“In times such as the present, when the family often seems misunderstood in the form in which it was established by God, and is assailed by doctrines that are erroneous and contrary to the purposes for which the divine Creator instituted it, surely God wished to address to us a reminder of the purpose for which He established the family in the world?”

“Hence, in the message of Fatima, God calls on us to turn our eyes to the Holy Family of Nazareth, into which He chose to be born, and to grow in grace and stature, in order to present to us a model to imitate, as our footsteps tread the path of our pilgrimage to Heaven.”

Marriage is a lifelong sacramental sign of God’s inner mystery, to be lived out chastely and experienced in the day-to-day moderation of our lives, in reverence for Christ. This is, for many, our roadmap to eternal life. Let us study anew the theology of the body, as part of the new evangelization, to shine truth and compassion again in this world so desperately in need of it, for the hour is late.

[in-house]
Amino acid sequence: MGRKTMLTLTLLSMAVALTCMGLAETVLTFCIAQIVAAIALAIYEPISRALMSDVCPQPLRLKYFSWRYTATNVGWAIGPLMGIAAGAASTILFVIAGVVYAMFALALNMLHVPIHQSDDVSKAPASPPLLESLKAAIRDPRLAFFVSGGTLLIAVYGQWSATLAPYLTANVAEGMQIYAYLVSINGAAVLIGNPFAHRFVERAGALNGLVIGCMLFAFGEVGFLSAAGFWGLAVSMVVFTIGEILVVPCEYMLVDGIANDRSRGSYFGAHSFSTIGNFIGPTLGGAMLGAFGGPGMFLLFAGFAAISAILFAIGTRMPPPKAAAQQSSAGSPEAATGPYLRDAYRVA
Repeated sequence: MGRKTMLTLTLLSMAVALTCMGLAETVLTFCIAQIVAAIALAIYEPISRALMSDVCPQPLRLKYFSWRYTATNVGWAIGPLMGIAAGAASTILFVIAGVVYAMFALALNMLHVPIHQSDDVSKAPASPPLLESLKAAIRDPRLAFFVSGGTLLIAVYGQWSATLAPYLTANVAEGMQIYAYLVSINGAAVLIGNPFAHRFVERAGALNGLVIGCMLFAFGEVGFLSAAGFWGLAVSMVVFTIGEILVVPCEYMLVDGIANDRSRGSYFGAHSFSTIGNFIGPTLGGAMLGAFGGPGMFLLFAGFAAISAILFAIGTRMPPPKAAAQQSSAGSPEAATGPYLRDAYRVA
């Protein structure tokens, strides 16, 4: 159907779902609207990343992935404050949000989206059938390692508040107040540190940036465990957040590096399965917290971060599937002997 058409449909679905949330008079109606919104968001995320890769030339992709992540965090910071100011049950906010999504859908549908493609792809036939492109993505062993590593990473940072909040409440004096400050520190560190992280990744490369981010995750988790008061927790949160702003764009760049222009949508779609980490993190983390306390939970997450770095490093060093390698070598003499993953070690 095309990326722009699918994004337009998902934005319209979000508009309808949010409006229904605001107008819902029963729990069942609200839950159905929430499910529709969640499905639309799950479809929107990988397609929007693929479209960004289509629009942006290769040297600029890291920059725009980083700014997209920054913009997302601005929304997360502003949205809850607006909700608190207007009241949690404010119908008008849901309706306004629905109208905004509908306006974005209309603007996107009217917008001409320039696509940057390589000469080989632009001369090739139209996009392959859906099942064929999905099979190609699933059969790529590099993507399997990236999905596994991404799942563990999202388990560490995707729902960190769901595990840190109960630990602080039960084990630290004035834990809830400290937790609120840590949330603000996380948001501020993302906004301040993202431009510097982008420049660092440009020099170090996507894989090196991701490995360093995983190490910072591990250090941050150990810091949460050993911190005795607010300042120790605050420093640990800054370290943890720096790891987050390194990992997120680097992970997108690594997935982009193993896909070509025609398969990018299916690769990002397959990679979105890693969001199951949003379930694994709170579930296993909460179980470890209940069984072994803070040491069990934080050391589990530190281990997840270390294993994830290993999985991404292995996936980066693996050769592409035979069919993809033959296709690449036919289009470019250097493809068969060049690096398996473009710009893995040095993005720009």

Trinitarian Life of the Family – May 19, 2016

God is one, but He is not alone or solitary. God is a communion of Persons. He is the Most Holy Trinity, an eternal communion of three divine Persons: Father, Son, and Holy Spirit. This is the central mystery of the Christian faith. (CCC 261) St. Patrick converted Ireland with the Trinitarian analogy of the Shamrock: three leaves, one clover. God is an eternal unity of three distinct divine Persons, each of whom is wholly and substantively God. They are consubstantial and equal to each other. The three Persons of the Trinity are relational to one another in two internal divine processions: The Father eternally generates the Son, and the Holy Spirit eternally proceeds from the Father and the Son. (CCC 254) The one Godhead is an inter-relational Being of three Persons. In short, God is a family.